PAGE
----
What DC and Marvel should have done was to be more respectful towards their readers, their creators and comic books as a medium. I'd say that the day decided to publish the first variant cover marked the end of it all, because from that moment on the companies used the comic books as an excuse for something else and to get easy money from cheap toys, cheap gadgets, movies and videogames. So they focused less and less on what they could achieve exclusively in the pages of a book. I mean, check Jack Kirby's designs and landscapes. Aren't they incredible? And it's something you can get only in comics. Once you make a live-action adaptation and you start showing that those costumes are made of kevlar or rubber or whatever you are not really doing justice to the sense of wonder of the original take.

    Someone could argue that the new line of DC books for young adults is a step in the right direction, but personally speaking I doubt it. I don't have much faith in these books influenced by young adult novels and manga, even if I can appreciate the effort behind it. I mean, I guess that someone may even buy them, but IMHO it's not nearly enough to make the superhero genre popular again. For the most part they just reiterate classic superhero tropes. Of course, they are simpler, more straightforward, sometimes they try to deal with more serious problems than just punching each other, but all in all - they are just superheroes. Just to give you an example, if I was 13, and I was interested in shōjo-like atmosphere, why should I read a shōjo superhero book? I'd go straight for a shōjo manga, and I could buy a 200-page book (potentially a GOOD book) at a relatively low price.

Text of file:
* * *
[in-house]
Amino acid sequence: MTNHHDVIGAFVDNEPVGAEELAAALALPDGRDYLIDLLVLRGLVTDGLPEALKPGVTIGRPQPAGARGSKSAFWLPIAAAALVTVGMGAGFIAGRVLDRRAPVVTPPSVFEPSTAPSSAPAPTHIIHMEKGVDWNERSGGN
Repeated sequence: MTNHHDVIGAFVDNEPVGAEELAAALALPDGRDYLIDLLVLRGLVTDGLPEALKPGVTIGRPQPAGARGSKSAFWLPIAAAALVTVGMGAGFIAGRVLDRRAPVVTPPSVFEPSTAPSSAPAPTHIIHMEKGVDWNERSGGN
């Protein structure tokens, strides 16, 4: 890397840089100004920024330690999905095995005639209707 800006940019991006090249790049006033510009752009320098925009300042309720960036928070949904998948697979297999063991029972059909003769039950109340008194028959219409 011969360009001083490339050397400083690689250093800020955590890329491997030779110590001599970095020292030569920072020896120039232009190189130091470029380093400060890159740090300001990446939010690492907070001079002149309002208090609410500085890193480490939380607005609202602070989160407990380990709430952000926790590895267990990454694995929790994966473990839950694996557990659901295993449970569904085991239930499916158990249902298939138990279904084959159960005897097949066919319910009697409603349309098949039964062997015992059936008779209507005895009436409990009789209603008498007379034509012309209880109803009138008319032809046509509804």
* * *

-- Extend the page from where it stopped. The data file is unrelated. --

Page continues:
Just to be clear, it's not that there are no good American comic books at all, because once you abandon the superhero tropes you have plenty of exceptionally well-written and well-drawn works - from classic underground creators such as Robert Crumb to modern classics like Chris Ware or rising stars like Emil Ferris. Of course, they are not mainstream but that doesn't mean that they are not culturally relevant - I mean, Crumb himself was more relevant for comics worldwide than all DC books put together in the latest, I don't know, 25 years? But if it is mainstream you are looking for, that is all-American works which are culturally relevant and teenagers can buy and which may have a significant impact on mainstream culture, don't hold your breath. IMHO it may happen only when DC and Marvel books have become irrelevant and a someone else sees comic books as something artistically relevant and potentially remunerative, and it must be someone with enough power and initiative to impose a model different from the classic 28-page book at 4 dollars or above.
    I'll also add to your idea that DC/Marvel had creative minds who cared. Writers like Alan Moore, Jack Kirby, William Marston, Kurt Busiek, Otto Binder, Gardner Fox, Frank Miller, and many more; have showed us the potential of the superhero genre. You can write good stories with people running around wearing colorful, stupid, tights. But, DC/Marvel are stuck in an age old predicament; profit over art.
    Last edited by DABellWrites; 07-25-2021 at 10:24 AM.

  9. #39
    Astonishing Member
    Join Date
    May 2014
    Posts
    2,376

    Default

    Quote Originally Posted by DABellWrites View Post
    I'll also add to your idea that DC/Marvel had creative minds who cared. Writers like Alan Moore, Jack Kirby, William Marston, Kurt Busiek, Otto Binder, Gardner Fox, Frank Miller, and many more; have showed us the potential of the superhero genre. You can write good stories with people running around wearing colorful, stupid, tights. But, DC/Marvel are stuck in an age predicament, profit over art.